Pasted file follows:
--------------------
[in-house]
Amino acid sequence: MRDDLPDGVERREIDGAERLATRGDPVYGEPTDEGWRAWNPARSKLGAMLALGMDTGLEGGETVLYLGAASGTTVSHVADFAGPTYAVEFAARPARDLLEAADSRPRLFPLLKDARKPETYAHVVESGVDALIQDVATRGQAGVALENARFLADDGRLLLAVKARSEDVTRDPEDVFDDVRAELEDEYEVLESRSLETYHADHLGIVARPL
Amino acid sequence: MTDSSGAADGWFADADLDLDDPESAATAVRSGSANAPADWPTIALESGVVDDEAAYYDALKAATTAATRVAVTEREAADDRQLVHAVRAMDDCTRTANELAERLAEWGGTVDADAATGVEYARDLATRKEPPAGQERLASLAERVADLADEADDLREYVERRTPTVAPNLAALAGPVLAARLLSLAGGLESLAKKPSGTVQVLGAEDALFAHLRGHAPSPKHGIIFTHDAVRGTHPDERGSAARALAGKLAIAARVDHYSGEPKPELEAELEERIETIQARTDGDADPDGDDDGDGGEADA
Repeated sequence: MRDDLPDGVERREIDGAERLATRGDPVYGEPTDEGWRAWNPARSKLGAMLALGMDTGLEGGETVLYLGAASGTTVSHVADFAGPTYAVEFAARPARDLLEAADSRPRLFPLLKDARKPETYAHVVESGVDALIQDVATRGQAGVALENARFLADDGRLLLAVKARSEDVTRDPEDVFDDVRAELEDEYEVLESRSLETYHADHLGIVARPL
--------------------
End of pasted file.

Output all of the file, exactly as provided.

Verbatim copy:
[in-house]
Amino acid sequence: MRDDLPDGVERREIDGAERLATRGDPVYGEPTDEGWRAWNPARSKLGAMLALGMDTGLEGGETVLYLGAASGTTVSHVADFAGPTYAVEFAARPARDLLEAADSRPRLFPLLKDARKPETYAHVVESGVDALIQDVATRGQAGVALENARFLADDGRLLLAVKARSEDVTRDPEDVFDDVRAELEDEYEVLESRSLETYHADHLGIVARPL
Amino acid sequence: MTDSSGAADGWFADADLDLDDPESAATAVRSGSANAPADWPTIALESGVVDDEAAYYDALKAATTAATRVAVTEREAADDRQLVHAVRAMDDCTRTANELAERLAEWGGTVDADAATGVEYARDLATRKEPPAGQERLASLAERVADLADEADDLREYVERRTPTVAPNLAALAGPVLAARLLSLAGGLESLAKKPSGTVQVLGAEDALFAHLRGHAPSPKHGIIFTHDAVRGTHPDERGSAARALAGKLAIAARVDHYSGEPKPELEAELEERIETIQARTDGDADPDGDDDGDGGEADA
Repeated sequence: MRDDLPDGVERREIDGAERLATRGDPVYGEPTDEGWRAWNPARSKLGAMLALGMDTGLEGGETVLYLGAASGTTVSHVADFAGPTYAVEFAARPARDLLEAADSRPRLFPLLKDARKPETYAHVVESGVDALIQDVATRGQAGVALENARFLADDGRLLLAVKARSEDVTRDPEDVFDDVRAELEDEYEVLESRSLETYHADHLGIVARPL